Further, the SBA’s forms require not just that an “Authorized Representative of [the] Borrower” certify the truthfulness and accuracy of the information and documentation being submitted now, but that the Authorized Representative repeat a certification contained in the original PPP application stating that the borrower understands the risk of making false statements to obtain the PPP loan and/or forgiveness. This certification essentially freshens and strengthens the record on which the SBA could seek to take enforcement action. Finally, the short timeline will prove a challenge for many companies that conducted their necessity analysis in the haze of the early stages of the pandemic shutdown.

Steps to Take Now

While awaiting more details, there are steps a PPP recipient can take now to prepare for the potential requirement to complete a questionnaire and any further review by the SBA:

  • Focus on Jobs: The PPP’s primary purpose was, of course, to maintain employment for as many people as possible once the crisis hit. Documentation collected and submitted should emphasize considerations in mind during the application period related to maintaining employees in both the short and longer term during 2020, and to the extent possible, confirming the success of those efforts.
  • Collect and Preserve Records: PPP recipients should be sure to preserve documents or reduce to writing discussions that supported the necessity of their loan application. This would include board minutes, financial projections at the time of the application, projections on likely layoffs without PPP funds, and records indicating difficulty in obtaining outside funding (including emails to banks that elicited no response). Although primary documentation is best, key undocumented discussions should be reduced to writing and maintained as memoranda.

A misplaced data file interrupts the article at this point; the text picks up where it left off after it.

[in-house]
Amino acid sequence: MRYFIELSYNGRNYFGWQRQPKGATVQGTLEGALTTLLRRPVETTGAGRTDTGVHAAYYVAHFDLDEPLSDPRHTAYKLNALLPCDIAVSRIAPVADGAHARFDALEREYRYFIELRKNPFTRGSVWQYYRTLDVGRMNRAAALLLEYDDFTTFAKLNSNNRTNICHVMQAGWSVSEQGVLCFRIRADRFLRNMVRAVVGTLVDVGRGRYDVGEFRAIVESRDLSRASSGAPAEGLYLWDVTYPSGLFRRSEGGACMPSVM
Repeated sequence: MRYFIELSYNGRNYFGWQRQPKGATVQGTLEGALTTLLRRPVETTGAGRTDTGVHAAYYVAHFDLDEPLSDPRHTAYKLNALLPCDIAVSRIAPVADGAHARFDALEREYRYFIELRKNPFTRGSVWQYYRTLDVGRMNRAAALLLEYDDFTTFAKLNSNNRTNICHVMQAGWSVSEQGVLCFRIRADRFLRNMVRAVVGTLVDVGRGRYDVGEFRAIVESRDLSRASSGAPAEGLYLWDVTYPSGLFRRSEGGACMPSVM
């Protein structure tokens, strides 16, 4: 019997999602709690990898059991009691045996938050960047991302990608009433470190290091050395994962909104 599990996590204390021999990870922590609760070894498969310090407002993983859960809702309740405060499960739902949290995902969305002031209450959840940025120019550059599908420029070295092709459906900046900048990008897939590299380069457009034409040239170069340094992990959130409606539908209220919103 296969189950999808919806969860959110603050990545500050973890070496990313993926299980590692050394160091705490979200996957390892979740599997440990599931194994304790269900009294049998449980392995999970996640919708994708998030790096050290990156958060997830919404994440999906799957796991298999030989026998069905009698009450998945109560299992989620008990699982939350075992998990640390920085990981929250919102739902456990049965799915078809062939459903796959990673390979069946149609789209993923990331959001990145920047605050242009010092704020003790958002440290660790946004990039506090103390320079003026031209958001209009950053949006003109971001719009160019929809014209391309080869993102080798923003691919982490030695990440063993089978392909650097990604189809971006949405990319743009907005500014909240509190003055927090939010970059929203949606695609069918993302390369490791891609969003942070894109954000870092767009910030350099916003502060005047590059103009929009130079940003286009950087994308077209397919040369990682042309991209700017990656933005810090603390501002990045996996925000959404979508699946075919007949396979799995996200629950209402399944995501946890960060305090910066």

• Contextualize Supporting Documents: In submitting their “loan necessity” forms, PPP recipients should include explanations aimed at contextualizing the supporting documentation. PPP recipients should be careful to ensure the accuracy of the documents they submit and include caveats or a discussion of assumptions to provide the full picture to SBA reviewers.
  • Explanatory Letters: PPP recipients that had liquid assets at the time of their loan request should include explanatory letters that discuss the factors that went into their determination that the loan was necessary. This should include discussions of industry best practices for liquidity and any long-term effects that would have led to a significantly detrimental impact on the business’s ability to remain a going concern in the future. Small businesses may even benefit from discussing the impact of not receiving a PPP loan on their ability to maintain viability as compared to their larger competitors.

In short, the SBA’s use of these detailed questionnaires to conduct their after-the-fact review of all PPP loans greater than $2 million will shift the initial burden onto the loan recipients themselves. PPP recipients will be well served by taking steps now to review their records and decision-making process to ensure the record reflects the appropriate considerations.

This memorandum is a summary for general information and discussion only and may be considered an advertisement for certain purposes. It is not a full analysis of the matters presented, may not be relied upon as legal advice, and does not purport to represent the views of our clients or the Firm. Laurel Loomis Rimon, an O’Melveny partner licensed to practice law in California and the District of Columbia, Evan N. Schlom, an O’Melveny counsel licensed to practice law in California and the District of Columbia, and Braddock Stevenson, an O’Melveny counsel licensed to practice law in New Jersey and New York, contributed to the content of this newsletter. The views expressed in this newsletter are the views of the authors except as otherwise noted.